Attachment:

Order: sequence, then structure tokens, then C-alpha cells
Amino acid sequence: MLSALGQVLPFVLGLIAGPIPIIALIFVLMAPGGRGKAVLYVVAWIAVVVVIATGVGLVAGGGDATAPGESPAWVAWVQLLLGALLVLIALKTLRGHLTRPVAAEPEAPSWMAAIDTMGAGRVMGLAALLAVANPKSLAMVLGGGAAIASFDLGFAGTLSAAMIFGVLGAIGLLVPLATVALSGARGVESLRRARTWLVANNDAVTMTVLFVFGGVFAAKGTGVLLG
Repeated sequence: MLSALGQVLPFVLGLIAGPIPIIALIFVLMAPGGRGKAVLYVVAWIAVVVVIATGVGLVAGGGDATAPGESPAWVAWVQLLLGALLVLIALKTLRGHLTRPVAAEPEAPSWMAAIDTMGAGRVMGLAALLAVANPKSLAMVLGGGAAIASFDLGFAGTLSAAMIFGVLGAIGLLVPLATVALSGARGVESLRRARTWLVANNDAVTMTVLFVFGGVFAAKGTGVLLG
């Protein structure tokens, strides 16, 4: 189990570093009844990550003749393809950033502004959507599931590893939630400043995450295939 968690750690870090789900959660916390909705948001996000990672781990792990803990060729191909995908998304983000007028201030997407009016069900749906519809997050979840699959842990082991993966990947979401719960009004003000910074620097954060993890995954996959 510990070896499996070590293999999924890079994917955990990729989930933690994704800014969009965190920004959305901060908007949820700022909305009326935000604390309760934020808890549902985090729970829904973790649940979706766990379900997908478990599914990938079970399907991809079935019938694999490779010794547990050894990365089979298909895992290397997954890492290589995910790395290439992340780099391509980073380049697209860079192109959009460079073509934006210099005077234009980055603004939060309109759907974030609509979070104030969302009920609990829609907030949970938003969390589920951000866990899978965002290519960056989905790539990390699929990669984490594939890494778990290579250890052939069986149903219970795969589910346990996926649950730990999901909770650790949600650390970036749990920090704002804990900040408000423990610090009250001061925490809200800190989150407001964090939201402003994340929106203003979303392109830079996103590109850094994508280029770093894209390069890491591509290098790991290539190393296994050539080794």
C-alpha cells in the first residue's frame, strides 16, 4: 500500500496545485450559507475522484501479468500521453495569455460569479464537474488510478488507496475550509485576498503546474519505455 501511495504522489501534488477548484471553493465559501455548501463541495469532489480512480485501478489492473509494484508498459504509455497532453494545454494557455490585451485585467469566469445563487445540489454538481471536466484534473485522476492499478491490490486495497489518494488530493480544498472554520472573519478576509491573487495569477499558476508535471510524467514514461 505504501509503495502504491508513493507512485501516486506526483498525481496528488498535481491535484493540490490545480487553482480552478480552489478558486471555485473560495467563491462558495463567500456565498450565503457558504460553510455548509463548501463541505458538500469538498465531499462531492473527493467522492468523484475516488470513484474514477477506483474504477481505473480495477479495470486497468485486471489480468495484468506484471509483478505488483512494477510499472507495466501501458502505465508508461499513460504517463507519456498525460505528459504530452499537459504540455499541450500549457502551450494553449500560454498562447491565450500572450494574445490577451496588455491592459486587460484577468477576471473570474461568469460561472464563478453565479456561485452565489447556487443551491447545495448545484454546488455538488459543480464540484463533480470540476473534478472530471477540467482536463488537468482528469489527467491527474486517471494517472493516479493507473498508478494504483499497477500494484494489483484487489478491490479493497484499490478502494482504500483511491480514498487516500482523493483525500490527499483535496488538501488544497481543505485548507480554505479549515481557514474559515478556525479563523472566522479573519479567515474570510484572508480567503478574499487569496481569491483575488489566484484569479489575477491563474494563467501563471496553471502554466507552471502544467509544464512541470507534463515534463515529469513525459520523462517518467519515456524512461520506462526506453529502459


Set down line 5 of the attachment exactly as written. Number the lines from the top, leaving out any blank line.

C-alpha cells in the first residue's frame, strides 16, 4: 500500500496545485450559507475522484501479468500521453495569455460569479464537474488510478488507496475550509485576498503546474519505455 501511495504522489501534488477548484471553493465559501455548501463541495469532489480512480485501478489492473509494484508498459504509455497532453494545454494557455490585451485585467469566469445563487445540489454538481471536466484534473485522476492499478491490490486495497489518494488530493480544498472554520472573519478576509491573487495569477499558476508535471510524467514514461 505504501509503495502504491508513493507512485501516486506526483498525481496528488498535481491535484493540490490545480487553482480552478480552489478558486471555485473560495467563491462558495463567500456565498450565503457558504460553510455548509463548501463541505458538500469538498465531499462531492473527493467522492468523484475516488470513484474514477477506483474504477481505473480495477479495470486497468485486471489480468495484468506484471509483478505488483512494477510499472507495466501501458502505465508508461499513460504517463507519456498525460505528459504530452499537459504540455499541450500549457502551450494553449500560454498562447491565450500572450494574445490577451496588455491592459486587460484577468477576471473570474461568469460561472464563478453565479456561485452565489447556487443551491447545495448545484454546488455538488459543480464540484463533480470540476473534478472530471477540467482536463488537468482528469489527467491527474486517471494517472493516479493507473498508478494504483499497477500494484494489483484487489478491490479493497484499490478502494482504500483511491480514498487516500482523493483525500490527499483535496488538501488544497481543505485548507480554505479549515481557514474559515478556525479563523472566522479573519479567515474570510484572508480567503478574499487569496481569491483575488489566484484569479489575477491563474494563467501563471496553471502554466507552471502544467509544464512541470507534463515534463515529469513525459520523462517518467519515456524512461520506462526506453529502459